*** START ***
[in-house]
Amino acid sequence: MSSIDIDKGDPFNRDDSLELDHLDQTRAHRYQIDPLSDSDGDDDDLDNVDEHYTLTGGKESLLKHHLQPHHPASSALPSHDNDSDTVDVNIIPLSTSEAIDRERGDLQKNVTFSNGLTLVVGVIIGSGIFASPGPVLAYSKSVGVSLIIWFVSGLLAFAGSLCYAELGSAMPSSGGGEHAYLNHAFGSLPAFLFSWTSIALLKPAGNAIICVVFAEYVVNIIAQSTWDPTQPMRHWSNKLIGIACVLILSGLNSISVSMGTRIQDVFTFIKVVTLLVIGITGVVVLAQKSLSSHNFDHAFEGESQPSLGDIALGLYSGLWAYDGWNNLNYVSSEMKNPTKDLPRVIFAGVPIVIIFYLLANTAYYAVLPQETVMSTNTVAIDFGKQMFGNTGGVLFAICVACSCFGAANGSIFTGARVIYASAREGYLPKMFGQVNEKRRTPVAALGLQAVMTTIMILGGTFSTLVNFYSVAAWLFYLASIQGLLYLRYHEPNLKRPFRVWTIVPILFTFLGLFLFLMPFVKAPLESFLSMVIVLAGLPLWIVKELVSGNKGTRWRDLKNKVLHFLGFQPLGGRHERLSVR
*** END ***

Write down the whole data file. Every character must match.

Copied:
[in-house]
Amino acid sequence: MSSIDIDKGDPFNRDDSLELDHLDQTRAHRYQIDPLSDSDGDDDDLDNVDEHYTLTGGKESLLKHHLQPHHPASSALPSHDNDSDTVDVNIIPLSTSEAIDRERGDLQKNVTFSNGLTLVVGVIIGSGIFASPGPVLAYSKSVGVSLIIWFVSGLLAFAGSLCYAELGSAMPSSGGGEHAYLNHAFGSLPAFLFSWTSIALLKPAGNAIICVVFAEYVVNIIAQSTWDPTQPMRHWSNKLIGIACVLILSGLNSISVSMGTRIQDVFTFIKVVTLLVIGITGVVVLAQKSLSSHNFDHAFEGESQPSLGDIALGLYSGLWAYDGWNNLNYVSSEMKNPTKDLPRVIFAGVPIVIIFYLLANTAYYAVLPQETVMSTNTVAIDFGKQMFGNTGGVLFAICVACSCFGAANGSIFTGARVIYASAREGYLPKMFGQVNEKRRTPVAALGLQAVMTTIMILGGTFSTLVNFYSVAAWLFYLASIQGLLYLRYHEPNLKRPFRVWTIVPILFTFLGLFLFLMPFVKAPLESFLSMVIVLAGLPLWIVKELVSGNKGTRWRDLKNKVLHFLGFQPLGGRHERLSVR